When Do We Become Truly Conscious?
The new science of consciousness should change how we think about thorny ethical dilemmas.
The most prominent scientific theories of consciousness are converging on the idea that it is related to a certain kind of information processing, in which multiple strands of data are drawn together, and that it is dependent on a certain kind of network architecture. Arguably the most popular theory along these lines, information integration theory by Giulio Tononi, effectively assumes that consciousness is a continuum across the animal kingdom. If so, even the lowly nematode worm, with a few hundred neurons, will have some, albeit minimal, level of consciousness. If something approximating this theory proves correct, it has huge implications for our relationship to all animals on the planet.
But even if we assume that there is a continuum of consciousness, this is of limited use in helping answer questions of animal rights. For instance, a worm may indeed have a capacity for some consciousness, but the way it experiences the world may be infinitesimally limited compared to human awareness. More pertinent for ethics is the scientific exploration of whether other animals have advanced forms of consciousness, such as self-awareness. This can be tested using the mirror test: A spot of paint is placed on an animal’s face, and it is then presented with a mirror. Many animals will simply attack or try to escape from the apparent foe in the mirror, but a select few will recognize themselves, as demonstrated by them trying to remove or at least examine the strange spot. The current list of animals that clearly pass this test includes chimpanzees, orangutans, gorillas, dolphins, elephants, pigs (on a modified version of the test), and even magpies. But this list of species is sure to grow as more animals are tested in ways that are most appropriate for them.
Another marker of an advanced consciousness is something called metacognition, the ability to be aware of your own mind and report on it, for instance by saying: “I’m sure I saw that cat in the woods,” or “You might have seen a cat, but I didn’t spot anything.” In human experiments, it is seen as definitive evidence of consciousness. But we are not the only species to have this skill.
Metacognition in other species is usually measured using a gambling task: An animal makes a decision about a stimulus and can then press either a high-risk button that promises a large food reward if the decision was correct but food restriction if it was wrong, or a low-risk button with a meager reward regardless of whether the animal is right or wrong. If the animal has significant metacognition—in other words, if it knows whether it is just guessing or if it has solid knowledge about a given stimulus—then it should usually press the high-risk button when it knows the correct answer and the low-risk one when it’s wrong. This is exactly what several other species, including the great apes and monkeys, do. These species demonstrate an advanced form of consciousness that in humans is definitive evidence of our awareness.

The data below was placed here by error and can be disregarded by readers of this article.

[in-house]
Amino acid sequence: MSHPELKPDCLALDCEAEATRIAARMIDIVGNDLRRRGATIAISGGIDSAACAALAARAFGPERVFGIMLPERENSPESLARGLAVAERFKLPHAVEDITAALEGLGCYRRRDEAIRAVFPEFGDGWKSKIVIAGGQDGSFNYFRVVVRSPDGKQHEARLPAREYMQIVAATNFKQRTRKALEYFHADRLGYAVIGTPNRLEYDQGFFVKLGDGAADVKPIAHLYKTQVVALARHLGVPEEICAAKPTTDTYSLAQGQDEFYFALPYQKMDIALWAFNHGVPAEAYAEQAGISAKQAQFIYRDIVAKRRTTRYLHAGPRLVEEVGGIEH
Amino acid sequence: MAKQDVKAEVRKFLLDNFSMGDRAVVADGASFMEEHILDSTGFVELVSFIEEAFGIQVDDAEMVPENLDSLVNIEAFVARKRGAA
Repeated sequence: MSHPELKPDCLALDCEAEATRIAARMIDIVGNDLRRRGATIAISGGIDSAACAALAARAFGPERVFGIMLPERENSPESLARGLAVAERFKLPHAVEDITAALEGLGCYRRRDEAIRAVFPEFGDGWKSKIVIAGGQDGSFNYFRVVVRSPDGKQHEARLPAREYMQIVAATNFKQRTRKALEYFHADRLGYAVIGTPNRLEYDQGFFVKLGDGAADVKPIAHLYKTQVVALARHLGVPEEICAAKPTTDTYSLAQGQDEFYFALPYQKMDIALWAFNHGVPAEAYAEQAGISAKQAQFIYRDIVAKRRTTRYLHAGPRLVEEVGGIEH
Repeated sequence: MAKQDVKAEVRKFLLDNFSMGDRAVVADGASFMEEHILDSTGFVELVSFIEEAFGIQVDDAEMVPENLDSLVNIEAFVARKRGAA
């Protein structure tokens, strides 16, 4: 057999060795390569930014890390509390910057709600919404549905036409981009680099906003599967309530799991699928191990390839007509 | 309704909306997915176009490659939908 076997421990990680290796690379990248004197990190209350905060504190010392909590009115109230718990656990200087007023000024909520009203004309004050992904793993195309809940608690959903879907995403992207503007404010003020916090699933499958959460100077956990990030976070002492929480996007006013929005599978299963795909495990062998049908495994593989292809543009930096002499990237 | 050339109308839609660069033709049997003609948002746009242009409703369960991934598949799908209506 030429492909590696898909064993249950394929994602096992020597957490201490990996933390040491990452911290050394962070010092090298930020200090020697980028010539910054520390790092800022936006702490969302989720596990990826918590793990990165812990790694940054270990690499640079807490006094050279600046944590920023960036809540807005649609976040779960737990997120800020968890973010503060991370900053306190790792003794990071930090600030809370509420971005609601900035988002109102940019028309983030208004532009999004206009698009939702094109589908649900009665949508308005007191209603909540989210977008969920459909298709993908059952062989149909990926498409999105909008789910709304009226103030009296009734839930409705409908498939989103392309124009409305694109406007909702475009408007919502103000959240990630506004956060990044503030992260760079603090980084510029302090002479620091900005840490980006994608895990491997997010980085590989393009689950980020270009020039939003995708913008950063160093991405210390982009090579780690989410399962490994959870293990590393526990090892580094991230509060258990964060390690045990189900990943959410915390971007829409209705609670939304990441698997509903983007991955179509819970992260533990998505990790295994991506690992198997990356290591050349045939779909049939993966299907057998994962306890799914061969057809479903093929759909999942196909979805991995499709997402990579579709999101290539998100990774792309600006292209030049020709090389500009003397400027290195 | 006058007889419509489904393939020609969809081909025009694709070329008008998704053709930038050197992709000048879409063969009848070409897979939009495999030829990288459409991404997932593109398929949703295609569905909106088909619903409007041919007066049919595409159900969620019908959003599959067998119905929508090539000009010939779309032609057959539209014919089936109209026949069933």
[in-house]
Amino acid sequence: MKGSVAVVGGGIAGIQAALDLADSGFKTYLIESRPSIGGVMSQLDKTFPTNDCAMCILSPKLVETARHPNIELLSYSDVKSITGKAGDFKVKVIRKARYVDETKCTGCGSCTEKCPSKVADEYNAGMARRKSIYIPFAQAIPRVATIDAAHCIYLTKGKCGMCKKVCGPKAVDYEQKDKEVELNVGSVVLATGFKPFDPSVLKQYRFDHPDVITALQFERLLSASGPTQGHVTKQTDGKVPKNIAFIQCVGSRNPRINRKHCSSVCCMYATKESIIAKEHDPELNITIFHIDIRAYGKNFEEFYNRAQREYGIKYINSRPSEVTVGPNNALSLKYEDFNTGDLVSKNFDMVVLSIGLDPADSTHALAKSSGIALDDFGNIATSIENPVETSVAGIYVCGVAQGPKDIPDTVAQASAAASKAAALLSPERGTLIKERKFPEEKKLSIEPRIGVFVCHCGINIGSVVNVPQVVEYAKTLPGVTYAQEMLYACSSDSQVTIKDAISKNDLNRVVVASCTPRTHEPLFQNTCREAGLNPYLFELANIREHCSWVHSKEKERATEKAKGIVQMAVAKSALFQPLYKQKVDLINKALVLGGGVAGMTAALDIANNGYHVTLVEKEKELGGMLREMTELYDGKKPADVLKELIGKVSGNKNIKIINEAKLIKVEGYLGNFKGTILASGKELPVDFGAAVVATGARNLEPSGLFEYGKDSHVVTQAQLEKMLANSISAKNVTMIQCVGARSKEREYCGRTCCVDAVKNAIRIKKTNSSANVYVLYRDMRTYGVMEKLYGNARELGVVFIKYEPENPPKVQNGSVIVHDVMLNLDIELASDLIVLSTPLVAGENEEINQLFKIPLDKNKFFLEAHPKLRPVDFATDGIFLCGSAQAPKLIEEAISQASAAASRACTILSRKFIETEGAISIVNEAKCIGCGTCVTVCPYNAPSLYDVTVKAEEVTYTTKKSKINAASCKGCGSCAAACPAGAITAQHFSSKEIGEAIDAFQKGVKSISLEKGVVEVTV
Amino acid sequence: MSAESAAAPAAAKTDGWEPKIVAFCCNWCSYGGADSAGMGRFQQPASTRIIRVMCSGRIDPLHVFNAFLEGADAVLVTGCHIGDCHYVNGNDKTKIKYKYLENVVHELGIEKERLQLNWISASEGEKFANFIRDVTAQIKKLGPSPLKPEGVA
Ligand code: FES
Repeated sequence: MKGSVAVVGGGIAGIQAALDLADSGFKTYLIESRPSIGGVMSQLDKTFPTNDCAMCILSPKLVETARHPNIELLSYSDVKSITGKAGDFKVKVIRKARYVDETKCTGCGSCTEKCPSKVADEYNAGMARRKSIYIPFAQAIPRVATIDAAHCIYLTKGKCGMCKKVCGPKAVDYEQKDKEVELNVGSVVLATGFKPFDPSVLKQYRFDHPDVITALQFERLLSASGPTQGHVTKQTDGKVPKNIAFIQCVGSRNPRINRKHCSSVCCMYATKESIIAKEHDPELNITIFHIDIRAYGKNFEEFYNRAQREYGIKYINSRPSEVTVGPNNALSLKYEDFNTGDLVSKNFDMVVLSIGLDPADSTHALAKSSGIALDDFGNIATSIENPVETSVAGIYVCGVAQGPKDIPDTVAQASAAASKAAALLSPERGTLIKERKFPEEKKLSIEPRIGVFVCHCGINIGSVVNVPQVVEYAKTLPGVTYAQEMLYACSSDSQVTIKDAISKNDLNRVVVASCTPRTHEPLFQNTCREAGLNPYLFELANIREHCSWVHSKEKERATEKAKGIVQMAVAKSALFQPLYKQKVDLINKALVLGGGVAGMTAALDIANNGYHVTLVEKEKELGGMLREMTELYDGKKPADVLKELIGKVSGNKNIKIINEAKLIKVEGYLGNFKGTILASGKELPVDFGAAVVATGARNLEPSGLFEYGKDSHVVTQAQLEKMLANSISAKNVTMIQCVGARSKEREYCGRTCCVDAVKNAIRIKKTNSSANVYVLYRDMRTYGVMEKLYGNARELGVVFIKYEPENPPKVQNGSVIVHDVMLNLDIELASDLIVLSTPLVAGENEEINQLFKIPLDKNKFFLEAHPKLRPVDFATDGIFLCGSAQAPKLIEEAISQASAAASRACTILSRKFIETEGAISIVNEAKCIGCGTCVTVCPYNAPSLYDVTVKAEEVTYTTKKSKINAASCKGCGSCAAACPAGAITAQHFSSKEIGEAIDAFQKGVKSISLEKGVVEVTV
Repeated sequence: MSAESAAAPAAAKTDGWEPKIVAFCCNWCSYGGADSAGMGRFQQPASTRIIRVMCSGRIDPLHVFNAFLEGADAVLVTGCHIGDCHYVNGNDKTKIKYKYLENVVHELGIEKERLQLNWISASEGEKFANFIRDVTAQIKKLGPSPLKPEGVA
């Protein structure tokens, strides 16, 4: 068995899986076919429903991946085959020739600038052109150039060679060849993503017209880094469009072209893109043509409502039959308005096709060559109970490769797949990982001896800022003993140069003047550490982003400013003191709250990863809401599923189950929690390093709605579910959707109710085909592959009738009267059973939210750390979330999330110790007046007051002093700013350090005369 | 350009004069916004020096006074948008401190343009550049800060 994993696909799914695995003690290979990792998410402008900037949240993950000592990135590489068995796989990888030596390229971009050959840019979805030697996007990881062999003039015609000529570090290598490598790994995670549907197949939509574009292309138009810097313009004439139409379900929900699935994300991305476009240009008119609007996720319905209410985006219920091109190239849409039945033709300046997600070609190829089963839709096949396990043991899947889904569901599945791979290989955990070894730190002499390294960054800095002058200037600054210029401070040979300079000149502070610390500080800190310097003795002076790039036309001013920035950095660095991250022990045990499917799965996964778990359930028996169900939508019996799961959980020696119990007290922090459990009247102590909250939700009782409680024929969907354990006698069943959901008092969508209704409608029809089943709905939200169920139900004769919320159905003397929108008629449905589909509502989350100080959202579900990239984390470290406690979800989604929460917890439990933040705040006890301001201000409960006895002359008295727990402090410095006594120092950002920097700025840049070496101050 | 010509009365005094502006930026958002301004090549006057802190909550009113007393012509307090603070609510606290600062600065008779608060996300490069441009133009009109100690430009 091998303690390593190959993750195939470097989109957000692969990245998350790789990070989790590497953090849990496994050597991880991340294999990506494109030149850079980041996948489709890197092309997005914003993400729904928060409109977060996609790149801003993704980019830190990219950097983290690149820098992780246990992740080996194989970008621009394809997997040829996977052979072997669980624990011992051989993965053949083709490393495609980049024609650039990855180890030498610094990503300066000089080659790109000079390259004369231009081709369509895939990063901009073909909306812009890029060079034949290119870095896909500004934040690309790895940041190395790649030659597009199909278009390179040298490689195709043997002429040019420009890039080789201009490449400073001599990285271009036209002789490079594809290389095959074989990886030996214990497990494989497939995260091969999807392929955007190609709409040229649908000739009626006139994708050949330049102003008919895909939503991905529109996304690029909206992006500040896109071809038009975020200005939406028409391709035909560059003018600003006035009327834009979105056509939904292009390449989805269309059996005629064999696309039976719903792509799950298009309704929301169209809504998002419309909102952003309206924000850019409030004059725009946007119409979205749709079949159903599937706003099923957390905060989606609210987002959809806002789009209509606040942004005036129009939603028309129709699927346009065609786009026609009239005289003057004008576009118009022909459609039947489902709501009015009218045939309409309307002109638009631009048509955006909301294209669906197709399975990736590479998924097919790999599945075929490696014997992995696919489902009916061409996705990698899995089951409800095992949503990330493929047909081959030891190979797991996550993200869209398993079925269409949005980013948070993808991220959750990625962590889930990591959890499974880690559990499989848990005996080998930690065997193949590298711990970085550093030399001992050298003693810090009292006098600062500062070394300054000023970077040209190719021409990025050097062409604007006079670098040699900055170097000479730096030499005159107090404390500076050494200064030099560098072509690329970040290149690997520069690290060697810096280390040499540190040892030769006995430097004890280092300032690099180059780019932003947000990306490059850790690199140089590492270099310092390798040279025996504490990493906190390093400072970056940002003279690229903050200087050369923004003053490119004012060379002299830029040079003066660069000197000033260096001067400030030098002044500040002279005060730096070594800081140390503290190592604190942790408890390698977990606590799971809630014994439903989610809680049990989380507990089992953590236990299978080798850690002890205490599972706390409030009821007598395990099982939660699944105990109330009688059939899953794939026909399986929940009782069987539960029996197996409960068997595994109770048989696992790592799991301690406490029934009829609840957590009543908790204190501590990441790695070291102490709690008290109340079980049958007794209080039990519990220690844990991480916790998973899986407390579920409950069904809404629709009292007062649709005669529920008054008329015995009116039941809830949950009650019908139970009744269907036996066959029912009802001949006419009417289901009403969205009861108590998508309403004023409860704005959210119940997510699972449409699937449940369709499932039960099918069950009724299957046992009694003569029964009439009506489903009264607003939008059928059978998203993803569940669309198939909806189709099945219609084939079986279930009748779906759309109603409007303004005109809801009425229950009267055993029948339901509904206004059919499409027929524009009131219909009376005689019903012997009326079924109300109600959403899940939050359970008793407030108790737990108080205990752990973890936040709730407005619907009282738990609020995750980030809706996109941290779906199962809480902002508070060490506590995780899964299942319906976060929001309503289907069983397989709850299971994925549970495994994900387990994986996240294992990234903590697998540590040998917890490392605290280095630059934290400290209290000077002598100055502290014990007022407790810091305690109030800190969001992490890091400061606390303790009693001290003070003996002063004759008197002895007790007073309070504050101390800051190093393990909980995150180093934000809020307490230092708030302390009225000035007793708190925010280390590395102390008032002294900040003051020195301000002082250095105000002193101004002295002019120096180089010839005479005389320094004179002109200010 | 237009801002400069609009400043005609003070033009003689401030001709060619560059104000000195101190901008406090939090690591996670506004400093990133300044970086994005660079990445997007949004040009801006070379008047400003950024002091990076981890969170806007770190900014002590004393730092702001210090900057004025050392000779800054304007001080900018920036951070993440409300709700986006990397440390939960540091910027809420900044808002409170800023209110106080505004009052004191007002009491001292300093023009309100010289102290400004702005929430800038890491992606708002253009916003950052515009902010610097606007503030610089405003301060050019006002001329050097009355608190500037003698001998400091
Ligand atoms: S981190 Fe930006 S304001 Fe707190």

My take on all this data is that it is extremely likely that all the species that can recognize themselves in the mirror or show metacognitive abilities have an advanced form of consciousness. But for any species that hasn’t yet passed these tests, we simply don’t know whether they lack the ability or just haven’t been tested appropriately. The cautious attitude, I believe, is to assume that all mammals and the octopus at the very least, but possibly many more species, have a significant capacity for consciousness.
Consequently, I am a vegetarian, as are several prominent consciousness researchers. I believe it would be ethically consistent for us to extend our own rights to life and freedom from torture to any species that can recognize itself in the mirror, show clear metacognition, or even demonstrate extensive tool use. Barring all these animals from the food industry and passing laws to protect them based on their consciousness would be a radical step and not one that I can see any political leader advocating anytime soon. Nevertheless, it would be a consistent and caring departure from the way much of society currently views animals, and it would acknowledge the advances in our scientific understanding of the mental lives of these other species.
Consciousness research informs other political issues as well. For instance, how can we assess the level of consciousness remaining in someone who has suffered severe brain damage and is in a vegetative state? At what point should we let such patients die? And it is possible that in the decades to come, we might also need to start thinking about how we assess artificial forms of consciousness and what rights we consequently need to bestow on such beings.
Therefore, not just for its own sake but for evaluating many ethical dilemmas, consciousness science is a vital field. Anyone interested in key political debates may want to keep a close eye on its progress in the years to come.
Daniel Bor is a cognitive neuroscientist at the Sackler Centre for Consciousness Science at the University of Sussex, United Kingdom. He is the author of The Ravenous Brain: How the New Science of Consciousness Explains Our Insatiable Search for Meaning (Basic Books). Learn more at www.danielbor.com or on Twitter @DanielBor.